THE POWER OF THE COLLECTIVE INTELLIGENCE
Something you may not know about me is that I grew up in rural South Australia. I am a very proud Loxton girl and I am so thankful to have been raised a child of the river. I always felt blessed and not at all disadvantaged for being over 250km away from the nearest city. In fact, we were brought up by our parents and by our brilliant public high school to truly believe that anything was possible.
Considering this you could imagine how much my heart was bursting with pride when I came across this article by Pamela Perre, Riverland Local and award winning editor of the Loxton News. It was originally published by Country to Canberra, a not for Profit organisation empowering young rural women to reach their leadership potential. Pamela writes about embracing all of the different parts that make us women in today's world, an excellent read.
'What it means to be yourself'
My favourite writer, Joss Whedon, once said:
“Remember to always be yourself. Unless you suck.”
In one of his most inspirational speeches to date, he is also quoted as saying
“… you are all going to die.”
Mr Whedon, ever the optimist.
I grew up loving the television show he created, Buffy the Vampire Slayer.
It was the first thing I can remember watching where a lady kicked butt, but also cared if she broke a nail.
One of the many things from that show, which stuck with me as I reached my adult years, is that it was okay to be a strong woman, with hard morals, and a boss fly kick – it was okay to be all of that with glitter in your hair.
That it was okay to want to be a princess, with the big, butterfly-embroidered dress – it was okay to want that while pursuing a long, and fulfilling career in journalism.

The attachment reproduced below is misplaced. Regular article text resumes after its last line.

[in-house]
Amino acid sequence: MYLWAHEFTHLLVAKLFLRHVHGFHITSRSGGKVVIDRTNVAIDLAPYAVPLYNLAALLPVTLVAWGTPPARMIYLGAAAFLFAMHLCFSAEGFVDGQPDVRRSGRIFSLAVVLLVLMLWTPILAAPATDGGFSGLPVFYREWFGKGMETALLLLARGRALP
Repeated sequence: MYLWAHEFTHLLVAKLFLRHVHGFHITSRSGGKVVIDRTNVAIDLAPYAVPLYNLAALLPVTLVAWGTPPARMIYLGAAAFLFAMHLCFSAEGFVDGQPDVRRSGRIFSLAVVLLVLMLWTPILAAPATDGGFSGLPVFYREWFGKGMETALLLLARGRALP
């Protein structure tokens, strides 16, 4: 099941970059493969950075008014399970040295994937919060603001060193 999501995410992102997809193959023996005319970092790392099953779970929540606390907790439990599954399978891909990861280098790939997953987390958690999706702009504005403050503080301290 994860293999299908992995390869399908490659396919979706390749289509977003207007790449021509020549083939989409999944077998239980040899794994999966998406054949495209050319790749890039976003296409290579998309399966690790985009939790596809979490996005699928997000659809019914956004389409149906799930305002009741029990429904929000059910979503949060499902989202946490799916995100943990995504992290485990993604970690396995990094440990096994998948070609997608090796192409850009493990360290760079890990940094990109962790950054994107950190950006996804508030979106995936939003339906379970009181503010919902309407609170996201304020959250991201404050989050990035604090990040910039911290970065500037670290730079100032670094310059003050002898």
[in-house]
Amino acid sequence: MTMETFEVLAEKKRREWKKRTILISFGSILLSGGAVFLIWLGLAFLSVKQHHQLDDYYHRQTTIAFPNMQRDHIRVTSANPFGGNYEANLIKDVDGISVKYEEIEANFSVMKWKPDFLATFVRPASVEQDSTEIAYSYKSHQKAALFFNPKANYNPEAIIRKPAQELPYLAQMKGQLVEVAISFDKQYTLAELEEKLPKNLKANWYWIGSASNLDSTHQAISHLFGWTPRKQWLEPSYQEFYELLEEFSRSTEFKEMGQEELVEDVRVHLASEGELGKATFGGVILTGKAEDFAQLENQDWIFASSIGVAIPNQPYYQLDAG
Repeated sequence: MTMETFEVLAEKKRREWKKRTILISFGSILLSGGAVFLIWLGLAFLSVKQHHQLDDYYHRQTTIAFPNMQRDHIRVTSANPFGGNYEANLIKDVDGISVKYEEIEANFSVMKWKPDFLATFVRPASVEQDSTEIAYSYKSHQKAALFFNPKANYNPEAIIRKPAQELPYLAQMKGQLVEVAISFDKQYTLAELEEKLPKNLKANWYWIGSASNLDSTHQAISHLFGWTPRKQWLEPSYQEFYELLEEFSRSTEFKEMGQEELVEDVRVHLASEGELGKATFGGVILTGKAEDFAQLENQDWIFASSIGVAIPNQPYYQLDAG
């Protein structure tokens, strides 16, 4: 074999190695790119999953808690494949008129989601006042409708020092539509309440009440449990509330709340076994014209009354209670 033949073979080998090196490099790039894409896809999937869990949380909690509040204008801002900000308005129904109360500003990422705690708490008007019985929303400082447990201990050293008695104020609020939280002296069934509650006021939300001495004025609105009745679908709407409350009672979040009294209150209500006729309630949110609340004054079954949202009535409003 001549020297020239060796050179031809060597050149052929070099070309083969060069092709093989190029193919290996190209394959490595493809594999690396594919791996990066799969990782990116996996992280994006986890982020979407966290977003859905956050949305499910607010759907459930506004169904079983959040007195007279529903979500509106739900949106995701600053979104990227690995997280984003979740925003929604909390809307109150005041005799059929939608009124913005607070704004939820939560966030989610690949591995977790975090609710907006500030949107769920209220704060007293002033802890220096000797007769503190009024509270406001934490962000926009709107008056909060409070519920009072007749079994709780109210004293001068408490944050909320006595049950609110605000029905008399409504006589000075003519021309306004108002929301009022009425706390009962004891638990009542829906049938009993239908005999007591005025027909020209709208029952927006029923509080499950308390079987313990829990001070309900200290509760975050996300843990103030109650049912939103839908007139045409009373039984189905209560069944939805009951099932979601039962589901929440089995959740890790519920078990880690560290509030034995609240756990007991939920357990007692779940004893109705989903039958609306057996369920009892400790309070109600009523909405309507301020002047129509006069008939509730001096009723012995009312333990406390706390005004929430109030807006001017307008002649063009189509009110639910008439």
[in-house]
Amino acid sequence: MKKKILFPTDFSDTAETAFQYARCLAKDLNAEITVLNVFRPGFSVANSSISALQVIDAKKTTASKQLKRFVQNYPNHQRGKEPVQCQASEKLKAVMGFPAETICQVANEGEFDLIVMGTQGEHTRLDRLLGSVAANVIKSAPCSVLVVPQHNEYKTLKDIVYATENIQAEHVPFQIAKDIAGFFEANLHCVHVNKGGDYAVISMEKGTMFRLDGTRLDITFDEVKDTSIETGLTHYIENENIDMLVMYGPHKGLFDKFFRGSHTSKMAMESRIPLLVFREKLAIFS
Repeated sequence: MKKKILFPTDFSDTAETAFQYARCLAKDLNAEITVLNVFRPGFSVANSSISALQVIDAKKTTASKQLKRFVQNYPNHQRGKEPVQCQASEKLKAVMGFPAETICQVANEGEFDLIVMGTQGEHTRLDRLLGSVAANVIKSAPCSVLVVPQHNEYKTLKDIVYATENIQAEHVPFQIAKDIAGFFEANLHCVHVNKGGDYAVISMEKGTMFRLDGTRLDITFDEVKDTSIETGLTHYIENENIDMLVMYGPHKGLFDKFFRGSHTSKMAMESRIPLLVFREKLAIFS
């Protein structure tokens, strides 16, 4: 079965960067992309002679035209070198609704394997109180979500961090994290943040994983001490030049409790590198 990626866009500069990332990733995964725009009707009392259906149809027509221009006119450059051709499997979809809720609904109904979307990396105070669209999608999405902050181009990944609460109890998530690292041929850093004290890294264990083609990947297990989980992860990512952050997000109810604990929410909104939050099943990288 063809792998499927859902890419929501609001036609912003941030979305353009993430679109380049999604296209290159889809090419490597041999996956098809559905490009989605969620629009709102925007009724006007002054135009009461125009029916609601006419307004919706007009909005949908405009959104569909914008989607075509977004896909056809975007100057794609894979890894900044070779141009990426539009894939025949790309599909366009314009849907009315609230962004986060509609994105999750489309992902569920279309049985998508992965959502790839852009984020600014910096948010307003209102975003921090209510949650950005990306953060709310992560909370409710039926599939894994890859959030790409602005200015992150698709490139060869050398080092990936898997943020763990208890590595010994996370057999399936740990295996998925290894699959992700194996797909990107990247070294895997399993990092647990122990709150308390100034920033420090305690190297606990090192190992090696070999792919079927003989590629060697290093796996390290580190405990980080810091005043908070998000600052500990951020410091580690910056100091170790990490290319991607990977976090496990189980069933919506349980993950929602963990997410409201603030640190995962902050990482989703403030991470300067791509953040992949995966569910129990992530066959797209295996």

Which is what I ended up doing, by the way.
My passion for storytelling, in any of its forms, led me to become a newspaper journalist (with secret ambitions to wear a big, chiffon dress, decorated with lace butterflies while I marry a prince – Harry I’m looking at you).
Over my seven-year career, I have won a few awards, helped launch a news website, and was promoted to editor of my newspaper.
To an outsider, reading through my list of achievements, I’ll appear to be a career-driven woman.
Yep, ‘career-driven woman’ – that’s probably the category some people might put me in.
Which isn’t a bad category, but it’s also not the whole truth.
We see thousands of people in passing all the time and, quite regularly (without even thinking about it), place each and every one of them in a category.
Hipster, goth, popular kid, gay girl, lawyer, nervous-wreck, model, straight, smart girl, hot guy, prince.
Why is it that we place everyone else into these little boxes?
I mean, you know that you don’t fit into only one category.
Humans are so much more interesting and have way more shades of grey than that.
Recognising who you are, all of who you are, is the first step to truly ‘being yourself’. Recognising a power and success in others, is another step towards truly being comfortable with yourself.
Being true to yourself isn’t about being the best journalist in the world.
It’s about being the best journalist, and sister, and mother, and wood worker, and pilot, and princess you can be.
Being the best version of yourself means being best versions of all of yourselves.
The career and the opportunities and the achievements – that all comes after, because people recognise and reward sincerity.
Which brings me back to that second Joss Whedon quote, which is essentially a more grim version of ‘YOLO’.
Its message is not one of reckless abandon, but one of passion and drive.
A message to use your mortality to drive you, and inspire you, and surprise you at every step towards achieving your dreams.
Written by Pamela Perre, originally published by Country to Canberra